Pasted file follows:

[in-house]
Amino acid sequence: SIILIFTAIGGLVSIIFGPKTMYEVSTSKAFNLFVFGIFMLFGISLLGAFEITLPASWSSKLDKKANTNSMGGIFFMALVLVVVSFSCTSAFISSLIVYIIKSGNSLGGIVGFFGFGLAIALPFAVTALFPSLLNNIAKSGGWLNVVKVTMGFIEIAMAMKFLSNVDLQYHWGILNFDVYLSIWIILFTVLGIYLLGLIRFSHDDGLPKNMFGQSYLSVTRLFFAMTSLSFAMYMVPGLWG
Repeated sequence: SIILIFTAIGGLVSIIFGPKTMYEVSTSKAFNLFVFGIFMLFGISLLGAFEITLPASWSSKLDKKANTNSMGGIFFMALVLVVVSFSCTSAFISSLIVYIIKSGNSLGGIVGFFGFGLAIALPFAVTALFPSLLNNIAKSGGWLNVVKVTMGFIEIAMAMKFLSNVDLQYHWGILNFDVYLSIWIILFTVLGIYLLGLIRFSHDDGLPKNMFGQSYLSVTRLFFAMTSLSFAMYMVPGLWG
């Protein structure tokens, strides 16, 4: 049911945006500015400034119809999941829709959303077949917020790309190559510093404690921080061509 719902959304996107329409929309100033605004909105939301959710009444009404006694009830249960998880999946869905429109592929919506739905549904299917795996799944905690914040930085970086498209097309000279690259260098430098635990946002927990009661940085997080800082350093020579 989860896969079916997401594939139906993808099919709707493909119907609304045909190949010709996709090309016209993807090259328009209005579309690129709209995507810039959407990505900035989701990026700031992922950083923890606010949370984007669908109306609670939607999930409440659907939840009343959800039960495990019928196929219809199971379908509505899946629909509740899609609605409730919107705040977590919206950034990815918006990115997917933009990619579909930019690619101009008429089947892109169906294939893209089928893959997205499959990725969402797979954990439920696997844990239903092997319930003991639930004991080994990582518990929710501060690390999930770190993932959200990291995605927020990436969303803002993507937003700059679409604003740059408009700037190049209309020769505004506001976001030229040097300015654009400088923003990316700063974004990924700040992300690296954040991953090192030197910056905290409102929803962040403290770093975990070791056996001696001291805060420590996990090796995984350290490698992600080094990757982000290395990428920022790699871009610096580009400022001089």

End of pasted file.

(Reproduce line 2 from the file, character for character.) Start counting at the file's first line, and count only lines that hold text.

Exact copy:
Amino acid sequence: SIILIFTAIGGLVSIIFGPKTMYEVSTSKAFNLFVFGIFMLFGISLLGAFEITLPASWSSKLDKKANTNSMGGIFFMALVLVVVSFSCTSAFISSLIVYIIKSGNSLGGIVGFFGFGLAIALPFAVTALFPSLLNNIAKSGGWLNVVKVTMGFIEIAMAMKFLSNVDLQYHWGILNFDVYLSIWIILFTVLGIYLLGLIRFSHDDGLPKNMFGQSYLSVTRLFFAMTSLSFAMYMVPGLWG